IVDD starts when the jelly-like inner layer starts hardening, so it can’t cushion like it’s supposed to.
When that inner layer bulges out or herniates, it causes pressure on the dog’s spinal cord. It can bulge out a little or a lot, causing mild to severe problems.”

Regardless of the fate of your dachshund, it’s important that you learn to never just pick up a dachshund like you would pick up other dogs.

To pick up a dachshund, support should be placed on their chest and bum to take the pressure off their spine. Also, never leave their feet dangling when you finally pick them up.

How to pick up a dachshund

The dachshund should not be allowed to jump off high platforms like beds, sofas. They should not run up or downstairs. Ramps can be installed to help your dachshund easily get on and off your bed.

Dachshund on a Wheelchair
Photo credit @milotheweenie_ on IG

4. Dachshunds Are Energetic And Require Regular Exercise

Dachshunds are energetic and require a fair amount of exercises to keep them fit and calm. They, like most energetic breeds, tend to be destructive in the house if they get bored or don’t get exercised properly.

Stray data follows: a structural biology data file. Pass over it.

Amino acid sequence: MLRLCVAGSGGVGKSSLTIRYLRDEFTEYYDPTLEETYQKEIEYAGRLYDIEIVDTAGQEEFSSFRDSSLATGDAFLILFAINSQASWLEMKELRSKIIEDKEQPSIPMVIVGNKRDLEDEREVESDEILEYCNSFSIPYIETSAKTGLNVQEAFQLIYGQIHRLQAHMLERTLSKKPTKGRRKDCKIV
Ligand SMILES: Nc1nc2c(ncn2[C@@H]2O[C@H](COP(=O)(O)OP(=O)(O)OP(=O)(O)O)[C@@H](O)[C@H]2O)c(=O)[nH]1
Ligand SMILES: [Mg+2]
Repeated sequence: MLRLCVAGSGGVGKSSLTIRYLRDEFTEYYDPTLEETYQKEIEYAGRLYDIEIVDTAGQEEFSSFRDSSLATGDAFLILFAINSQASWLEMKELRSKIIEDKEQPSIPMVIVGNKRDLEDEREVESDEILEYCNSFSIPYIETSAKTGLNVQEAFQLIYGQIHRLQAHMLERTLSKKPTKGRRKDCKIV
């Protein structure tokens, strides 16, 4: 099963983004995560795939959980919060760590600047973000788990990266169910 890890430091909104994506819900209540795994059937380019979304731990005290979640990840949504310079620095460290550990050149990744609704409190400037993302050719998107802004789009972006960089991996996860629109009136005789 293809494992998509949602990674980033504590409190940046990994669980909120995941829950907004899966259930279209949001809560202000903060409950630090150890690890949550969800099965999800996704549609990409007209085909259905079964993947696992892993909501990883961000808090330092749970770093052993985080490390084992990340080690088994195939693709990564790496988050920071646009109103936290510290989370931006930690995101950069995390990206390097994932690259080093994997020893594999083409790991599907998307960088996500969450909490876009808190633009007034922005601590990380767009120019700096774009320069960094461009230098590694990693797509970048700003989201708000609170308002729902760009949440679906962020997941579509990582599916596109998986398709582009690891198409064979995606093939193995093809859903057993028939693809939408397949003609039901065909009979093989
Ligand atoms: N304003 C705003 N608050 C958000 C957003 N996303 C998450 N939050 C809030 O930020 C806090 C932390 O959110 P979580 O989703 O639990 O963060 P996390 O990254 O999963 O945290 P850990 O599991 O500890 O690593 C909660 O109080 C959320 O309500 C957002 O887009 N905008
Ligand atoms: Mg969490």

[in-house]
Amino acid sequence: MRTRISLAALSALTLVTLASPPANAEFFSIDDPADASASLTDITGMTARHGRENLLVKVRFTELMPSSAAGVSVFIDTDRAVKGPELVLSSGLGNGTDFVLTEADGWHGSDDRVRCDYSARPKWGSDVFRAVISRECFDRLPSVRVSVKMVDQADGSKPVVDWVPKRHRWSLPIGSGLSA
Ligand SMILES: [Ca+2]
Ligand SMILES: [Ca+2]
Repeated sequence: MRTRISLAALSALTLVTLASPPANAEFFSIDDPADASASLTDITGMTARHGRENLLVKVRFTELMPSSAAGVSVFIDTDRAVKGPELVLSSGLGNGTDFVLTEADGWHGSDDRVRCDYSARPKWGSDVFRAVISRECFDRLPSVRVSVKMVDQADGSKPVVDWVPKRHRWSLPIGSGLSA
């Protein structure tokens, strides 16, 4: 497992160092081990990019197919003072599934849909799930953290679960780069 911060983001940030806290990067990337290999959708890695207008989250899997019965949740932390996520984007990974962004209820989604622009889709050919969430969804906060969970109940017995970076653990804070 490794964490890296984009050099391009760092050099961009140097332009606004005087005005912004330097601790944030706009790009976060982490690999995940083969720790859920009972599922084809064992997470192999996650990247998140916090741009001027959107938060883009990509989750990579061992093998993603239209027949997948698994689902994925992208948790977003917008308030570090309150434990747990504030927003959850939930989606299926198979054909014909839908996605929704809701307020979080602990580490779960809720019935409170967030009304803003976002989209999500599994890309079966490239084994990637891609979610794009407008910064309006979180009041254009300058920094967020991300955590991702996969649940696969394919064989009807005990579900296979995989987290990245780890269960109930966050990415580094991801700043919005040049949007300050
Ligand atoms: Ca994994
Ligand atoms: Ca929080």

If you have a yard, your dachshund should be left to run around freely to burn off their energy. This should be done under strict supervision if your yard isn’t fenced in because of their tendency to run after little animals and stray.

If you live in an apartment without the luxury of a yard, a game of tug with a tug rope for small dogs or playing catch with their favourite toy or ball could be a great way to get them all worked up and exercised.

If you are an active and outgoing individual, the dachshund breed can be a great companion as they can be taken on a hike or walk to help keep them exercised and keep their muscle toned. Long-distance running and swimming are not advised for a dachshund to engage in.